China has long been maligned by the US for its abuse of human rights. But it hasn’t been the US government that has commanded change for Chinese workers. It’s been Apple.
And that influence is now spreading to other tech companies doing business in developing countries.
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They are realizing that the so-called easy phase of globalization is over and getting into the muck of the process will affect their bottom lines.
This past March, a meeting occurred between top executives at China’s largest private employer—Foxconn—and those at Apple.
Chinese employees have been made more comfortable while they work—vast departure from the old Chinese belief that the way to get workers to produce is to make them highly uncomfortable.
After the meeting, Foxconn agreed to shorten work days and increase wages. And the changes boomeranged back to California-based Apple, which has increased its social responsibility staff and is reevaluating its working relationships with manufacturers.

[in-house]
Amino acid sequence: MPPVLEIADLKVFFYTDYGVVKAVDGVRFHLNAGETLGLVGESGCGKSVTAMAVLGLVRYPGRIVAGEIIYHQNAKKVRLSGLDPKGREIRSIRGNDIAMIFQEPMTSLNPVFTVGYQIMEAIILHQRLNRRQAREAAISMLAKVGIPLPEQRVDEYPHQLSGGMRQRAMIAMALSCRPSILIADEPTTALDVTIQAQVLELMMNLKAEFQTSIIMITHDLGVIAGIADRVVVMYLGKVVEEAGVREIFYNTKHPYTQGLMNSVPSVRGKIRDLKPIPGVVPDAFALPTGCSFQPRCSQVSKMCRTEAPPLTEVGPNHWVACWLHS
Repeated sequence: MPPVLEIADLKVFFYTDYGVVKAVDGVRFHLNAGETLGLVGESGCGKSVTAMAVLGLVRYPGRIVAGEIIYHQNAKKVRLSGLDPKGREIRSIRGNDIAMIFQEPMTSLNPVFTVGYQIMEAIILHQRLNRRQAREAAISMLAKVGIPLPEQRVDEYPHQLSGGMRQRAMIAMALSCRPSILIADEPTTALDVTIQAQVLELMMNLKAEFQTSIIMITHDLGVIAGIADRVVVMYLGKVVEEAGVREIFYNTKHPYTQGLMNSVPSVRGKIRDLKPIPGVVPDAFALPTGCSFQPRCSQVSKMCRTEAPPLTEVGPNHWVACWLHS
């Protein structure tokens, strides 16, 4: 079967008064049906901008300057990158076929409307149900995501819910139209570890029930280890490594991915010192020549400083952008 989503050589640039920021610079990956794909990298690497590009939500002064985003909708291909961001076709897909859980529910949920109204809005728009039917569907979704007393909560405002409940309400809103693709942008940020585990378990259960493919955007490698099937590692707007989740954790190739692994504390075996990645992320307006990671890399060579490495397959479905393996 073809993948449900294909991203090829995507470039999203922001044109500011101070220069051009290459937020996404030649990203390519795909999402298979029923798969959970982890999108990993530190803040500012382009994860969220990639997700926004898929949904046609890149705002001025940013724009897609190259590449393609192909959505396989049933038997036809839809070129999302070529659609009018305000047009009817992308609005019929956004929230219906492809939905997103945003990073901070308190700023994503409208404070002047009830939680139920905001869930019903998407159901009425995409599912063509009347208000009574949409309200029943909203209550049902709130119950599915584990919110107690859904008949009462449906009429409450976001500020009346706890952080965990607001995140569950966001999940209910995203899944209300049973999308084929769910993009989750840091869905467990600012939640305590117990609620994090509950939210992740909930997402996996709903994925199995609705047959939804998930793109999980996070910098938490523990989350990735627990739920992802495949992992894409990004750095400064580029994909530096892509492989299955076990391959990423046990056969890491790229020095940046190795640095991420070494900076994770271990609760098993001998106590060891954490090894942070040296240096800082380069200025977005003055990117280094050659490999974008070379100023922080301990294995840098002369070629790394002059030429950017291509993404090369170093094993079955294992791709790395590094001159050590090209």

Those changes have made companies like Hewlett-Packard and Intel consider how they also must overhaul the way they work with foreign plants and workers.
The shifts in the way China works will likely transform global manufacturing, much as the iPhone transformed consumer technology. This could change the infrastructure at major global companies and also change the way they achieve profits and growth.
How deep those reforms go will determine the impact on the global manufacturing world.
Change is difficult and often unwieldy in a country as big as China.
But the long-needed reforms are taking hold at Foxconn and the tipping point of change
has apparently been reached.